Tuesday Open Thread

It’s Tuesday! And I’m coming off a bit of a ride on the old emotional roller coaster.

Last Friday we found out that Maya has been chosen to play soccer at the club level. She had to try out and it’s kind of a big deal around here: big weekly time commitment, a 10-month season, some travel, etc. Kids who play at the club level are likely to go on to play at the high school and college level, or so we’re told. Her coach is a former professional soccer player, yada yada.
My immediate fear was that it will be too much, too soon: that she will end up burning out on soccer by the time she is 12 or whatever. But DH and I talked and agreed to let her decide, and if we end up realizing it’s too much, she can always quit. We told her the news and she was thrilled and honored and way excited to do it. All good.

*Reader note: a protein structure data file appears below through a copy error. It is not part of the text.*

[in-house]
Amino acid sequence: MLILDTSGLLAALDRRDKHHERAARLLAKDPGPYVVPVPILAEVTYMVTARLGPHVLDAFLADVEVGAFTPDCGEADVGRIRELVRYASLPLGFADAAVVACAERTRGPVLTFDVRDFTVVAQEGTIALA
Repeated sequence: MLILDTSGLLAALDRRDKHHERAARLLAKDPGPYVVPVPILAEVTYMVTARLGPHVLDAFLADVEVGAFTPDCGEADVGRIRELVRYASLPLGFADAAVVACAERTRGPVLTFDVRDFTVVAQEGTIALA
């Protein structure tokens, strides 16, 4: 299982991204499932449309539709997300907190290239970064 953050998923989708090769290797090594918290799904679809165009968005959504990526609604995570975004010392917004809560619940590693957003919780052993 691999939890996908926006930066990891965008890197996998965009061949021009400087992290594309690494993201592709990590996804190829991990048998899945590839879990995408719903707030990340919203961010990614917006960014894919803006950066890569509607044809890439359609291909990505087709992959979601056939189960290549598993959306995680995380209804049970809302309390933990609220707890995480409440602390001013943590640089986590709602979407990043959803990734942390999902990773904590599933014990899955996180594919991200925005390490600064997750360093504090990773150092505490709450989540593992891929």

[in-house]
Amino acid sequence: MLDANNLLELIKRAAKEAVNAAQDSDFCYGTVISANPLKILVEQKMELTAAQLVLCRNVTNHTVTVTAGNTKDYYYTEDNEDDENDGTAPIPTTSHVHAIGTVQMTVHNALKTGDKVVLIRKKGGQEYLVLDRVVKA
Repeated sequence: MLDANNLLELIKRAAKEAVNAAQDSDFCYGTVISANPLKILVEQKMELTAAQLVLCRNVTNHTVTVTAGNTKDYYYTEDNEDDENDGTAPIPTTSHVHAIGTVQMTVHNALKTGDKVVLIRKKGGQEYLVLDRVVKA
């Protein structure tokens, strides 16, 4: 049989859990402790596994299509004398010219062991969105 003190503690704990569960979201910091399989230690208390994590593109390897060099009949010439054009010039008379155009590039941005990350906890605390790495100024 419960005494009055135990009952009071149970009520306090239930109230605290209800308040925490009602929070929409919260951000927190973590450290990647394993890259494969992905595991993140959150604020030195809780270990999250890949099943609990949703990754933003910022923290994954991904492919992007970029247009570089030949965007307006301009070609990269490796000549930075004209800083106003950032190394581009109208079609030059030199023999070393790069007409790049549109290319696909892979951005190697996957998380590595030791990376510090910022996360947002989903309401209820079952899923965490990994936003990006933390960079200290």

On Saturday we went to see a professional production of The Nutcracker and when the music started and the dancers came out I got all weepy. Maya was in The Nutcracker last year for the first and only time. Hearing the music made me very nostalgic, especially because I realized that her ballet days are likely over. She did it for a few years and enjoyed it but eventually quit in favor of figure skating and soccer. She also quit folklorico dance this year, as we realized we couldn’t keep spreading her so thin. She is so curious and energetic and having her try everything she wanted was crazy, but very fun while it lasted. So my daughter won’t be a ballerina, and that’s OK. It was just another reminder that she is growing up so fast, honing in on her true interests, and maybe starting to chart her future. So proud of my big girl, but it’s still painful for me to let go of her little girlhood. Sigh.